• Home
  • KU, KUMC students will present at Capitol Graduate Research Summit

KU, KUMC students will present at Capitol Graduate Research Summit

Tuesday, January 26, 2016

LAWRENCE — The value and benefits of research performed at the University of Kansas and KU Medical Center will be highlighted at the the Capitol Graduate Research Summit.

In its 13th year, the annual summit, set for Tuesday, Feb. 2, raises awareness of the research conducted by graduate students at state universities and highlights the importance of graduate students’ research at these institutions. 

“The graduate students at KU are doing amazing work to enhance our understanding of the world; they contribute as they learn,” said Michael Roberts, dean of graduate studies. “With their faculty mentors, our students are having significant impact while in school, indicating a future of strong contributions in their careers. This Summit at the Capitol can only sample a small part of the exceptional scholarship that all KU and KU Medical Center graduate students are developing in their studies.”

State lawmakers and the public are invited to learn about a wide range of research including: methods for detecting cancer; the sociology of water conservation; improved motor vehicle safety; new ways to support veterans’ transition out of the military; means to reduce infections after joint replacement; and advancing treatments for clinical depression.

The students will present research projects from 10 a.m. to 1 p.m. in the second-floor rotunda of the state Capitol. The KU and KU Medical Center representatives will join graduate students from Fort Hays State University, Kansas State University, Pittsburg State University and Wichita State University. See more at: http://graduate.ku.edu/2016-cgrs-presenters.

The presenters for both research events are listed below by name, degree, area of study, hometown and titles of their research projects. 

From KU:

Emily Carlson, doctoral student in pharmacology and toxicology; Rochester, Minnesota; “Overexpression of HSD10 Increases Adrenal Gland Cancer Cell Growth and Resistance to Cell Death.”

Mackenzie Cremeans, doctoral student in geology; Grove City, Ohio; “Using Point Velocity Probes to Understand the Connection Between Stream and Groundwater Systems.”

Jessica Juanico, doctoral student in applied behavioral science; Athens, Georgia; “An Evaluation of the Effects of State Seat Belt and Cell Phone Laws on Motor Vehicle Collisions.”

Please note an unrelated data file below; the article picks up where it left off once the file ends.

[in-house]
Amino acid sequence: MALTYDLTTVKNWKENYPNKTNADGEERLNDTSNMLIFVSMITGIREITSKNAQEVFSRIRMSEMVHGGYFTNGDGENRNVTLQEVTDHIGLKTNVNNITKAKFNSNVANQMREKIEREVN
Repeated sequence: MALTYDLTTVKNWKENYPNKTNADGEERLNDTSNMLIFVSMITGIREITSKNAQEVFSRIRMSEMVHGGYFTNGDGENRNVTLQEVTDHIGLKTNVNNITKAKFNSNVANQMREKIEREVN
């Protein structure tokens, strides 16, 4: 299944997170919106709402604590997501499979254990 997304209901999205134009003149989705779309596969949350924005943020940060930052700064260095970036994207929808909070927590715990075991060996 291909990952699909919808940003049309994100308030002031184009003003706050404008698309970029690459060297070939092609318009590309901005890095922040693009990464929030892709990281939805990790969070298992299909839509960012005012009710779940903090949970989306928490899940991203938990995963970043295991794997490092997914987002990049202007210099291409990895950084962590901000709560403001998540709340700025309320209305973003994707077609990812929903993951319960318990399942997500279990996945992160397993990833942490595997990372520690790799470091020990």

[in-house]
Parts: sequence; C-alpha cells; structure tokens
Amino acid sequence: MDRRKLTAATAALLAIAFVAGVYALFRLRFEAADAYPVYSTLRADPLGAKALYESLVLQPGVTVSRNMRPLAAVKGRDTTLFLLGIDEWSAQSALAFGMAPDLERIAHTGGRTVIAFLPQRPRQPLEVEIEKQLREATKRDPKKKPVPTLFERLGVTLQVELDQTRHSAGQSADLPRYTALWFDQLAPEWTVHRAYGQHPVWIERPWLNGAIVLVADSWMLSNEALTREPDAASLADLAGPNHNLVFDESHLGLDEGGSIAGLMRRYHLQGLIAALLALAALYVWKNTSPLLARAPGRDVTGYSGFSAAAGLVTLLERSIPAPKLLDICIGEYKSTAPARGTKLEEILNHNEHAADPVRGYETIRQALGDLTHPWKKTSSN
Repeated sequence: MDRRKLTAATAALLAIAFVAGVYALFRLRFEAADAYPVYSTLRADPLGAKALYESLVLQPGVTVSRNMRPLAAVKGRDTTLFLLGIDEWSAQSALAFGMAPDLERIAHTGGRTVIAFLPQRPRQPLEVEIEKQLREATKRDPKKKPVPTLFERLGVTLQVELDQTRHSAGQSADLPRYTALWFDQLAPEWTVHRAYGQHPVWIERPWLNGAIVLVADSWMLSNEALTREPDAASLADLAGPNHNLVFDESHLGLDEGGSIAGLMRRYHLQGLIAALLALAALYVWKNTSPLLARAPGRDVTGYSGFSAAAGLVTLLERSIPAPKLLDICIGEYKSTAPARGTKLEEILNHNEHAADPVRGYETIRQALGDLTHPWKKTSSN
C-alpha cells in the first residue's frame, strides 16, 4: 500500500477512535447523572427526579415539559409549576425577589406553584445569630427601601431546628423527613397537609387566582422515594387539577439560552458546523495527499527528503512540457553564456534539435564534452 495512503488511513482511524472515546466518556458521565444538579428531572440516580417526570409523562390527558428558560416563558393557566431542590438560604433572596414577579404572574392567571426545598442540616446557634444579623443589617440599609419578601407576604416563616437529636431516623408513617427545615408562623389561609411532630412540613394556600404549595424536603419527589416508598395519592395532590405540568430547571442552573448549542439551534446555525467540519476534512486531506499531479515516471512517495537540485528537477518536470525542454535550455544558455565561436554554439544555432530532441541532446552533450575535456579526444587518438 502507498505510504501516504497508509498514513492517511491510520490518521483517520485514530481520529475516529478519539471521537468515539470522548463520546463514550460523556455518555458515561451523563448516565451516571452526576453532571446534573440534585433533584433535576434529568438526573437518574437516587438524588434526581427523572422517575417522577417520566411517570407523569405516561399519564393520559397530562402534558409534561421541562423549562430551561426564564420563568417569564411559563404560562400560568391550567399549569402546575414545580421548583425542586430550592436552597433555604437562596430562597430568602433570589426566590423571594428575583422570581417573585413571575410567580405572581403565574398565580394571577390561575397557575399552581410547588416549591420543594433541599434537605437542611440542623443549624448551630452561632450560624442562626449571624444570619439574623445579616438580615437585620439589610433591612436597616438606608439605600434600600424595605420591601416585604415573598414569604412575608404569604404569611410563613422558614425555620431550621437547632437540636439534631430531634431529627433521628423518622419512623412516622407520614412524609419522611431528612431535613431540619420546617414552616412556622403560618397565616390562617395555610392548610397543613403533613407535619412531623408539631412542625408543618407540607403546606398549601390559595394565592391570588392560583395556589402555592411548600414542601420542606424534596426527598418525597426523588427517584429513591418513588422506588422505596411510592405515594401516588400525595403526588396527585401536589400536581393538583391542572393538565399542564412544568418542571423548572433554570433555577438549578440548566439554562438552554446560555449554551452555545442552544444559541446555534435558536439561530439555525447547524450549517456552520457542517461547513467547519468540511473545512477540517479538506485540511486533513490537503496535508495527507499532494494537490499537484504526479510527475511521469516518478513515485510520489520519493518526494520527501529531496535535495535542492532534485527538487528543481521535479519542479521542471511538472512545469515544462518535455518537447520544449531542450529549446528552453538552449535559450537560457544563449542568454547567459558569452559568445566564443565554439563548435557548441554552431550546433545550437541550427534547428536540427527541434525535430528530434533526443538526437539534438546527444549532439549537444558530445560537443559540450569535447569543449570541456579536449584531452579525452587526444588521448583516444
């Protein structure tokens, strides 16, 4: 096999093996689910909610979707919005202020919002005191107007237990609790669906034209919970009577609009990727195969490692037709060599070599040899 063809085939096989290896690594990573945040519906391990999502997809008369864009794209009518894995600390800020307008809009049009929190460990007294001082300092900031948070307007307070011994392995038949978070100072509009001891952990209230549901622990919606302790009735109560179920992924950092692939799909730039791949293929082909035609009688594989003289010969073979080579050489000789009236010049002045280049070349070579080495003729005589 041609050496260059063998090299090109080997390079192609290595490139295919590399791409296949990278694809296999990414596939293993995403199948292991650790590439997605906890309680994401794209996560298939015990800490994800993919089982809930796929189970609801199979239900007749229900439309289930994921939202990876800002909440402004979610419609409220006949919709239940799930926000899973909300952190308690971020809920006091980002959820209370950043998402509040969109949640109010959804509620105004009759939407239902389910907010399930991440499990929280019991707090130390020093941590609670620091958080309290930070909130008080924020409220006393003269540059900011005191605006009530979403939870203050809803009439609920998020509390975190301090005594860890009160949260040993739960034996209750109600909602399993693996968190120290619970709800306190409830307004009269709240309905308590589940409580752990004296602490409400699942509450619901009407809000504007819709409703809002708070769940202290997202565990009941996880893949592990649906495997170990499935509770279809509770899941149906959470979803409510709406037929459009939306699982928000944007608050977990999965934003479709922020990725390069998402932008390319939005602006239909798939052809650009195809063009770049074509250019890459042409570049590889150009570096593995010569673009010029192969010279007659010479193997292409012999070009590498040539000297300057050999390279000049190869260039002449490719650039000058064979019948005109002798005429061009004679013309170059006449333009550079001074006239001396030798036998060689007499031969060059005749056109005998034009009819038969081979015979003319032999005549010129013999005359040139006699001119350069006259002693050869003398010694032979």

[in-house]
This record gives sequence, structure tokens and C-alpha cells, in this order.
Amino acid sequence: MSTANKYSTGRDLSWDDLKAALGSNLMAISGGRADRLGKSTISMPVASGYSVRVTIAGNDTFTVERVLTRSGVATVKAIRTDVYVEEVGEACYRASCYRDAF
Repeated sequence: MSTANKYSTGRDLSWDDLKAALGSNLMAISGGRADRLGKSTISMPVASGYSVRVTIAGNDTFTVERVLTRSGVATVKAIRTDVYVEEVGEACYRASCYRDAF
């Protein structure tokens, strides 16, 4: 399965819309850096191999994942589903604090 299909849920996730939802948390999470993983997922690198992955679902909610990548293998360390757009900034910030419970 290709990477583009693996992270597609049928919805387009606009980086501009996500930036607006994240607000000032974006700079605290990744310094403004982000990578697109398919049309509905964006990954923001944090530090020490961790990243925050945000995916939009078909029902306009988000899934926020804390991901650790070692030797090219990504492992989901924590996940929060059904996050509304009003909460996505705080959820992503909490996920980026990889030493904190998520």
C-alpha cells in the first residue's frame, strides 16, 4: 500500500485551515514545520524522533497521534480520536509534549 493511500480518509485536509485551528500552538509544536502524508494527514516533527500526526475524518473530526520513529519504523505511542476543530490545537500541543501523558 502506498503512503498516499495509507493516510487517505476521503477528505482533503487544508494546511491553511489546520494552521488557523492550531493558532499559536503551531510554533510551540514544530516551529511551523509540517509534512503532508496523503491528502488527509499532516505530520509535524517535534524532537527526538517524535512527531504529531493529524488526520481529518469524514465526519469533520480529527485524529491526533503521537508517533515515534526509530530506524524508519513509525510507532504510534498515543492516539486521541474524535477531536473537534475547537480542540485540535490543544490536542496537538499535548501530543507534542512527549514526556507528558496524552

Rouzbeh Khajehdehi, doctoral student in civil engineering; Mianeh, Iran; “Construction of Crack-free Concrete Bridge Decks.”

Michaela McNiff, doctoral student in pharmaceutical chemistry; Golden, Colorado; “The claMP Tag: Targeted Delivery of Metals to Treat Cancer.”

Venkat Motupalli, master’s student in engineering management; Pomona, New York; “Predicting Risk for Incidences of Homelessness Among Veterans of Iraq and Afghanistan.”

Brock Ternes, doctoral student in sociology; Lawrence; “Well Ownership and Sustainable Practices: An Examination of Groundwater Policies, Water Conservation Routines and Groundwater Reliance in Kansas.”

Renae Waters, doctoral student in bioengineering; Lenexa; “Mesenchymal Stem Cell Secretome-Rich Hydrogels for Cardiovascular Regeneration.”


From KU Medical Center

Naomi Butler-Tjaden, medical student and doctoral student in anatomy and cell biology; Mansfield, Texas; “Vitamin A Metabolism is Required for Vagal Neural Crest Cell Colonization of the Gastrointestinal Tract in the Pathogenesis of Hirschsprung Disease.”

Aryn Kamerer, doctoral student in audiology, Olathe; “Beyond the Audiogram: Locating Regions of Outer Hair Cell Loss in the Inner Ear.”

Michelle McWilliams, doctoral student in molecular and integrative physiology; Reno, Nevada; “A Novel Cellular Pathway in the Pathogenesis of Uterine Fibroids.”

Peter Taulbee, doctoral student in nursing practice; Council Grove; “Knowledge and Perceptions Among Psychiatric Mental Health Advanced Practice Registered Nurses Regarding the Use of Omega-3 Fatty Acids for Major Depressive Disorder.”

Alex Wendling, medical student; Lyndon; “Utilizing Mix Technique and Low Frequency Ultrasound to Control the Elution Profile of Vancomycin-loaded Acrylic Bone Cement.”